The question of fair use has been the subject of many notable court decisions, including one recent one from the Second Circuit Court of Appeals holding that Warhol’s use in the artwork of Lynn Goldsmith’s photographs wasn’t transformative and hence didn’t qualify for the fair use defense (see our alert on that decision here). In an eagerly awaited fair use decision in the computer software context, published April 5, 2021, the Supreme Court followed another path, holding for Google in its ten-year battle with Oracle, the owner of the popular Java software program.
Java’s purpose is to allow programmers to write programs that are interoperable, namely, able to run on any computer. Oracle owns a copyright registration for Java Standard Edition (SE), the current platform. In 2005, Google acquired Android, and it began to build its own software platform for smartphones. When Google’s license negotiations with Sun Microsystems broke down, its programmers copied about 11,500 lines of programming code from Java SE, using it in the Android Application Programming Interface (API). An API is a useful tool and time-saving measure: programmers use this pre-written code to build functions into their own programs rather than writing their own code.
Google had copied the “declaring code” portion of Java SE; in plain terms, the declaring code provides a straightforward way for programmers to call up programs that accomplish particular tasks. In evaluating the four fair use factors, the Supreme Court looked at Factor 1, the nature of the copyrighted work, and in no uncertain terms stated that it would not opine on whether this type of code was copyrightable. Rather, the Court said that since this type of code was inextricably bound to non-copyrightable functions, the declaring code was “further away from the core of copyright than most computer programs” and accordingly this first factor favored Google. 593 U.S. at ___, 22-24.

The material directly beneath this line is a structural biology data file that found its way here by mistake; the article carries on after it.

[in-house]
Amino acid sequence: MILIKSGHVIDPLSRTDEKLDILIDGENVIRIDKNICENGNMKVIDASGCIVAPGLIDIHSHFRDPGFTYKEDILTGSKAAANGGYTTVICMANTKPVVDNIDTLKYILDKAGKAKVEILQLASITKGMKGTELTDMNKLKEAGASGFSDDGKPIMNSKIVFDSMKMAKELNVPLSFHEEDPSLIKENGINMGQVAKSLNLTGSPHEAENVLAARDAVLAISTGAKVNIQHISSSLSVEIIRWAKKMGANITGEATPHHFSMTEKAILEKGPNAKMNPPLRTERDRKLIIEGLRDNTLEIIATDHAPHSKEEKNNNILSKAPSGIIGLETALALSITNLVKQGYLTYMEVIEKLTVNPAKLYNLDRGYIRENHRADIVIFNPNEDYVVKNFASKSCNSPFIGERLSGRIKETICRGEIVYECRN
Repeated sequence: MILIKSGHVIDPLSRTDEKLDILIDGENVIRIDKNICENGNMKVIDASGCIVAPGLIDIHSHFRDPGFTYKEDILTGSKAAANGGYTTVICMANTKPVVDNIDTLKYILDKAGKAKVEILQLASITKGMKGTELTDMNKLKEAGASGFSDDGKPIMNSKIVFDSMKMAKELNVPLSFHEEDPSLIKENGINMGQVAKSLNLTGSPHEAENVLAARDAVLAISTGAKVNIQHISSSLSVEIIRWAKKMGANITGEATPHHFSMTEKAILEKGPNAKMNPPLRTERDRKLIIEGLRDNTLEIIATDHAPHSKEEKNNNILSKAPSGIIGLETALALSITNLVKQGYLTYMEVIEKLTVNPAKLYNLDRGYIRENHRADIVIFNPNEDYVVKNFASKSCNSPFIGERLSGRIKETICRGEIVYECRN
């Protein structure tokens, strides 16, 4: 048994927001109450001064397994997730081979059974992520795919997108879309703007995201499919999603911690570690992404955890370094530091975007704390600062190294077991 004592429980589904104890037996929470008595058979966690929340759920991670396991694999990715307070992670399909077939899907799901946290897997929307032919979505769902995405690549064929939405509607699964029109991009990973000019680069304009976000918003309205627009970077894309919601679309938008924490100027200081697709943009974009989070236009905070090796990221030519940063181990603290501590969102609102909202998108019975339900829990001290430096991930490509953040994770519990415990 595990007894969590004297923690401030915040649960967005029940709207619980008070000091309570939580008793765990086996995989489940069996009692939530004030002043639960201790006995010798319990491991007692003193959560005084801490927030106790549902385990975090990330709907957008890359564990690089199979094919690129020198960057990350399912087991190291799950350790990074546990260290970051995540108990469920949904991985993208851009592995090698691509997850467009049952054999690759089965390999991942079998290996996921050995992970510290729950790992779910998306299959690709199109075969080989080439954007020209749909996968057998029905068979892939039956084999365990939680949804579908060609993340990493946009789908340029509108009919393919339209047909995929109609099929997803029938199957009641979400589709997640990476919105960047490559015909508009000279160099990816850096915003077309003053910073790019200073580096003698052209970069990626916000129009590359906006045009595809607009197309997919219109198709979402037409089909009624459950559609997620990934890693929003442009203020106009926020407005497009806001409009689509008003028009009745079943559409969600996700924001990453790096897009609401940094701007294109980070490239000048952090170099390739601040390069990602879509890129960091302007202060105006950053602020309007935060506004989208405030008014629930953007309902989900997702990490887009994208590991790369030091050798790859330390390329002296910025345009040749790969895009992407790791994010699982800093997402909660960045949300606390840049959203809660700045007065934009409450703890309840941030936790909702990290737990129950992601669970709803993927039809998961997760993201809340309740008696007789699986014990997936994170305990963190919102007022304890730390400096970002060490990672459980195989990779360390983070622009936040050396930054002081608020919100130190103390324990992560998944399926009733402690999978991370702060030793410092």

The Court found that the other three factors favored Google as well: Google’s purpose of the use was to reimplement the 11,500 lines to use for the smartphone API, and such reimplementation is consistent with the constitutional purpose of copyright: “to promote the progress of science and useful arts.” Factor 3 favored Google since the amount of code used was .4 percent of the entire Java code. Oracle’s argument that Google’s use of the declaring code was indisputably commercial did not sway the Court as the jury had decided “it would have been difficult for Sun to enter the smartphone market even had Google not used portions of the Sun Java API.” 593 U.S. at ___, 33.
So what does this decision mean for developers of software? How will they be compensated for their work? Will musicians who sample other’s works or artists who use other's works to create other artwork now argue that they, too, are entitled to the fair use defense since they are promoting the progress of science and useful arts by using a small percentage of other’s works? Only time will tell.
|Goldsmith, Amy B. Partner and Chair of Privacy and Cybersecurity Group||Partner and Chair of Privacy and Cybersecurity Group||212.216.1135|